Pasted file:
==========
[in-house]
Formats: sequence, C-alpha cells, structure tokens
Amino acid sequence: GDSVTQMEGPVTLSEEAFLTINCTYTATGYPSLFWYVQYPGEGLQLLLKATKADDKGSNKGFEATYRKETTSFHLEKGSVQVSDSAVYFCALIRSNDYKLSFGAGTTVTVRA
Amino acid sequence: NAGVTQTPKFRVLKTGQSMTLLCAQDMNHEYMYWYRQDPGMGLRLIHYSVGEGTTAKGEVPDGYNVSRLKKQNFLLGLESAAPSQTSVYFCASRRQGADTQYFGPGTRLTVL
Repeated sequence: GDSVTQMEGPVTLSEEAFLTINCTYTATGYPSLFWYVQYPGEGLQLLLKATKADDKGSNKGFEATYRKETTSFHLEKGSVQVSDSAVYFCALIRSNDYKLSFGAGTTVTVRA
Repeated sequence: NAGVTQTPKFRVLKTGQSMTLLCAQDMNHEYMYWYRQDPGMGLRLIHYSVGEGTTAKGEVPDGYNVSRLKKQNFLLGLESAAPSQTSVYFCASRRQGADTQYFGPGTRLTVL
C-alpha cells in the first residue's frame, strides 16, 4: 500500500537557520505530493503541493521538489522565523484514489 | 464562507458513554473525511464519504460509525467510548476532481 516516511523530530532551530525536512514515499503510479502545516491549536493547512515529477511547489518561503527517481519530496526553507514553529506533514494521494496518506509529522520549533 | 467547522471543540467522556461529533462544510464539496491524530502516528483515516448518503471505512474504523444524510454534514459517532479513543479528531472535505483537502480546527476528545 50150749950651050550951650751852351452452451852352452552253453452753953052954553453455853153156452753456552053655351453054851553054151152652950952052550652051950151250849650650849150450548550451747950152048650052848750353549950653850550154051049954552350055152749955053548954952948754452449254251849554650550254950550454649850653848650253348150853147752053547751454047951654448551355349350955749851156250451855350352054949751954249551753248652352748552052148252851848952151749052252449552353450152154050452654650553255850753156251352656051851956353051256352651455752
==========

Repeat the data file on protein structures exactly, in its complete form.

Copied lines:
[in-house]
Formats: sequence, C-alpha cells, structure tokens
Amino acid sequence: GDSVTQMEGPVTLSEEAFLTINCTYTATGYPSLFWYVQYPGEGLQLLLKATKADDKGSNKGFEATYRKETTSFHLEKGSVQVSDSAVYFCALIRSNDYKLSFGAGTTVTVRA
Amino acid sequence: NAGVTQTPKFRVLKTGQSMTLLCAQDMNHEYMYWYRQDPGMGLRLIHYSVGEGTTAKGEVPDGYNVSRLKKQNFLLGLESAAPSQTSVYFCASRRQGADTQYFGPGTRLTVL
Repeated sequence: GDSVTQMEGPVTLSEEAFLTINCTYTATGYPSLFWYVQYPGEGLQLLLKATKADDKGSNKGFEATYRKETTSFHLEKGSVQVSDSAVYFCALIRSNDYKLSFGAGTTVTVRA
Repeated sequence: NAGVTQTPKFRVLKTGQSMTLLCAQDMNHEYMYWYRQDPGMGLRLIHYSVGEGTTAKGEVPDGYNVSRLKKQNFLLGLESAAPSQTSVYFCASRRQGADTQYFGPGTRLTVL
C-alpha cells in the first residue's frame, strides 16, 4: 500500500537557520505530493503541493521538489522565523484514489 | 464562507458513554473525511464519504460509525467510548476532481 516516511523530530532551530525536512514515499503510479502545516491549536493547512515529477511547489518561503527517481519530496526553507514553529506533514494521494496518506509529522520549533 | 467547522471543540467522556461529533462544510464539496491524530502516528483515516448518503471505512474504523444524510454534514459517532479513543479528531472535505483537502480546527476528545 50150749950651050550951650751852351452452451852352452552253453452753953052954553453455853153156452753456552053655351453054851553054151152652950952052550652051950151250849650650849150450548550451747950152048650052848750353549950653850550154051049954552350055152749955053548954952948754452449254251849554650550254950550454649850653848650253348150853147752053547751454047951654448551355349350955749851156250451855350352054949751954249551753248652352748552052148252851848952151749052252449552353450152154050452654650553255850753156251352656051851956353051256352651455752